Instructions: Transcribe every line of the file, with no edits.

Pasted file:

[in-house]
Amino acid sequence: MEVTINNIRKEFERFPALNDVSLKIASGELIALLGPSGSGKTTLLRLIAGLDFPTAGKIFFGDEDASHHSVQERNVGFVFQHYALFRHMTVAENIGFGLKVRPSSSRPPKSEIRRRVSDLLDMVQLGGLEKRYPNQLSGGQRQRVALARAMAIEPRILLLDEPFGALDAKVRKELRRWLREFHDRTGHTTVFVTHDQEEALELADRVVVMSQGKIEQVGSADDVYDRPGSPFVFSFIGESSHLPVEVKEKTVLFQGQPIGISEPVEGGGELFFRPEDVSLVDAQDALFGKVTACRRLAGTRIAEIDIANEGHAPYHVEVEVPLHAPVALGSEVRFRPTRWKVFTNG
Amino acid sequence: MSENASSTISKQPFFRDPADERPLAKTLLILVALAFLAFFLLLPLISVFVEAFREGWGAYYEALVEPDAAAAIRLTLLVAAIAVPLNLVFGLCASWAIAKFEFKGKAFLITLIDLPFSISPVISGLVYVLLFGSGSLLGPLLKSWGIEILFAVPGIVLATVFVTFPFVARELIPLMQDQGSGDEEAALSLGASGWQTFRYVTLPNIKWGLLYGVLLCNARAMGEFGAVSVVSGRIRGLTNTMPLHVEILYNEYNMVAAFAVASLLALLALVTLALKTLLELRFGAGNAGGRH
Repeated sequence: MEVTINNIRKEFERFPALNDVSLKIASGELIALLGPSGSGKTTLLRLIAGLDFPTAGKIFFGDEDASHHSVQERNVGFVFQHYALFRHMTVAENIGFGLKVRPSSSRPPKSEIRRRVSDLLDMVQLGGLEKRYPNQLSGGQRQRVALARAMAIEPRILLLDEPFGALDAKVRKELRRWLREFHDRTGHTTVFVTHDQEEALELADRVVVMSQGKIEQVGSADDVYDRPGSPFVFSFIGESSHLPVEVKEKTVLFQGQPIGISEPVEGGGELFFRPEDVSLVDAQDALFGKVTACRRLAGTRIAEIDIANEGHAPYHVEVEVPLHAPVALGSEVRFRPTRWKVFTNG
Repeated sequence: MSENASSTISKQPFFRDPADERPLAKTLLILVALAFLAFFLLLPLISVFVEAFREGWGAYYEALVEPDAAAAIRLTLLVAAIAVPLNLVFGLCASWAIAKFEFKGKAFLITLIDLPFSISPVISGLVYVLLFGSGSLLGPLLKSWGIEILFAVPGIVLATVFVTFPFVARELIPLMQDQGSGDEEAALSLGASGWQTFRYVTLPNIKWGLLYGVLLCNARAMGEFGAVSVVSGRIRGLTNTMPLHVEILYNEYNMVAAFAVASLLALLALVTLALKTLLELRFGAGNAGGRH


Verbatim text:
[in-house]
Amino acid sequence: MEVTINNIRKEFERFPALNDVSLKIASGELIALLGPSGSGKTTLLRLIAGLDFPTAGKIFFGDEDASHHSVQERNVGFVFQHYALFRHMTVAENIGFGLKVRPSSSRPPKSEIRRRVSDLLDMVQLGGLEKRYPNQLSGGQRQRVALARAMAIEPRILLLDEPFGALDAKVRKELRRWLREFHDRTGHTTVFVTHDQEEALELADRVVVMSQGKIEQVGSADDVYDRPGSPFVFSFIGESSHLPVEVKEKTVLFQGQPIGISEPVEGGGELFFRPEDVSLVDAQDALFGKVTACRRLAGTRIAEIDIANEGHAPYHVEVEVPLHAPVALGSEVRFRPTRWKVFTNG
Amino acid sequence: MSENASSTISKQPFFRDPADERPLAKTLLILVALAFLAFFLLLPLISVFVEAFREGWGAYYEALVEPDAAAAIRLTLLVAAIAVPLNLVFGLCASWAIAKFEFKGKAFLITLIDLPFSISPVISGLVYVLLFGSGSLLGPLLKSWGIEILFAVPGIVLATVFVTFPFVARELIPLMQDQGSGDEEAALSLGASGWQTFRYVTLPNIKWGLLYGVLLCNARAMGEFGAVSVVSGRIRGLTNTMPLHVEILYNEYNMVAAFAVASLLALLALVTLALKTLLELRFGAGNAGGRH
Repeated sequence: MEVTINNIRKEFERFPALNDVSLKIASGELIALLGPSGSGKTTLLRLIAGLDFPTAGKIFFGDEDASHHSVQERNVGFVFQHYALFRHMTVAENIGFGLKVRPSSSRPPKSEIRRRVSDLLDMVQLGGLEKRYPNQLSGGQRQRVALARAMAIEPRILLLDEPFGALDAKVRKELRRWLREFHDRTGHTTVFVTHDQEEALELADRVVVMSQGKIEQVGSADDVYDRPGSPFVFSFIGESSHLPVEVKEKTVLFQGQPIGISEPVEGGGELFFRPEDVSLVDAQDALFGKVTACRRLAGTRIAEIDIANEGHAPYHVEVEVPLHAPVALGSEVRFRPTRWKVFTNG
Repeated sequence: MSENASSTISKQPFFRDPADERPLAKTLLILVALAFLAFFLLLPLISVFVEAFREGWGAYYEALVEPDAAAAIRLTLLVAAIAVPLNLVFGLCASWAIAKFEFKGKAFLITLIDLPFSISPVISGLVYVLLFGSGSLLGPLLKSWGIEILFAVPGIVLATVFVTFPFVARELIPLMQDQGSGDEEAALSLGASGWQTFRYVTLPNIKWGLLYGVLLCNARAMGEFGAVSVVSGRIRGLTNTMPLHVEILYNEYNMVAAFAVASLLALLALVTLALKTLLELRFGAGNAGGRH